Concepts Of Divine Personages
( Originally Published 1910 )
WE here propose to give a schematic account of the possible origin and development of the deistic 'concepts' of religion. In this connection we shall also consider the various beliefs in spiritual beings, in so far as they seem to play a part in the religious consciousness. The literature which deals with this subject is already so overwhelming and so intricate that it seems almost gratuitous to attempt to add anything worth while to it, at least within the limits of a brief essay. There are, however, certain facts, perhaps in themselves already well known, that may be brought together in such a way as to give something of a new perspective to a problem which appears hopelessly complicated and illusive.
We wish, above all, to emphasize certain relationships between a people and its deities; to show, not merely how man's economic and social interests, together with the activities growing out of them, may be correlated with much, if not all, the varied material belonging to this field, but also to indicate how intimate and fundamental these economic and social facts are in the origin and development of deistic ideas.
It is, of course, generally recognized that deities of all types are closely related to the cultural level of their human adherents, or, as is sometimes said, that they are the direct reflection of the people's social and political ideals.' In the inquiry here proposed, however, it will be shown that this relationship is more than a mere reflection, that the idea of a god with all the conscious attitudes which may attend it is but part and parcel of this larger, social background, an almost inevitable, or at least legitimate, product of that back-ground. In general terms, the proposition is that if people do certain things in certain ways, quite definite types of conscious attitudes may,- on the whole, be expected, attitudes representing, as it were, the elaboration, on the conscious side, of these overt forms of behavior.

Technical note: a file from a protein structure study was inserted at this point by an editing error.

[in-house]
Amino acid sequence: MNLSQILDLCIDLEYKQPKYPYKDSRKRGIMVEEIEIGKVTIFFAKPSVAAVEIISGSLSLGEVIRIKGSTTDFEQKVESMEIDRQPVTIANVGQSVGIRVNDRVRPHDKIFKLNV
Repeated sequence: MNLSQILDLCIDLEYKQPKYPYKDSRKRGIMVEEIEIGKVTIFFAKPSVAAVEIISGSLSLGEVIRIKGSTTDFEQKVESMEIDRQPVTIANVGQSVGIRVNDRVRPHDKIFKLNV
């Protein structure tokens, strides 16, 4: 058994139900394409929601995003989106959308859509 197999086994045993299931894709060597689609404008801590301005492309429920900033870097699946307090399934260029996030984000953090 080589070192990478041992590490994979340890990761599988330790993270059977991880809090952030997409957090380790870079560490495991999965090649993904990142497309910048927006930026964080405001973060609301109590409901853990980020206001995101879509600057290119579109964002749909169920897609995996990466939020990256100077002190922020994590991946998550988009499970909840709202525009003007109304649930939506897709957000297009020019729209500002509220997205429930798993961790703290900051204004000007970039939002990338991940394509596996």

In the preceding chapters it has been pointed out that the religious consciousness is of the valuational type, and that it has, at least in part, been built up through the various adjustments which men have been led to make in dealing with their physical and social environment. The considerations in favor of this theory have been somewhat as follows : One's conception of the value of a thing is altogether dependent upon the extent to which he has identified himself with it, worked with it, and met various problems arising out of this active association. It has been shown, further, that religious values are so intimately associated with social structure and activity that they may fairly be regarded as owing their distinctive features to social influences of one sort or another. The best evidence that the valuational attitudes of religion are but specializations from a broad matrix of social interests is to be found in the fact that religious ceremonials of all sorts seem, fundamentally, to be merely forms of economic activity, or other social re-actions of various sorts, playful and serious. Such ceremonials were evidently not devised to give expression to a preexisting religious sense, but were rather the basis upon which that sense developed, and this underpinning of reactions, let it be noted, was such as appeared quite naturally in the course of the life-process.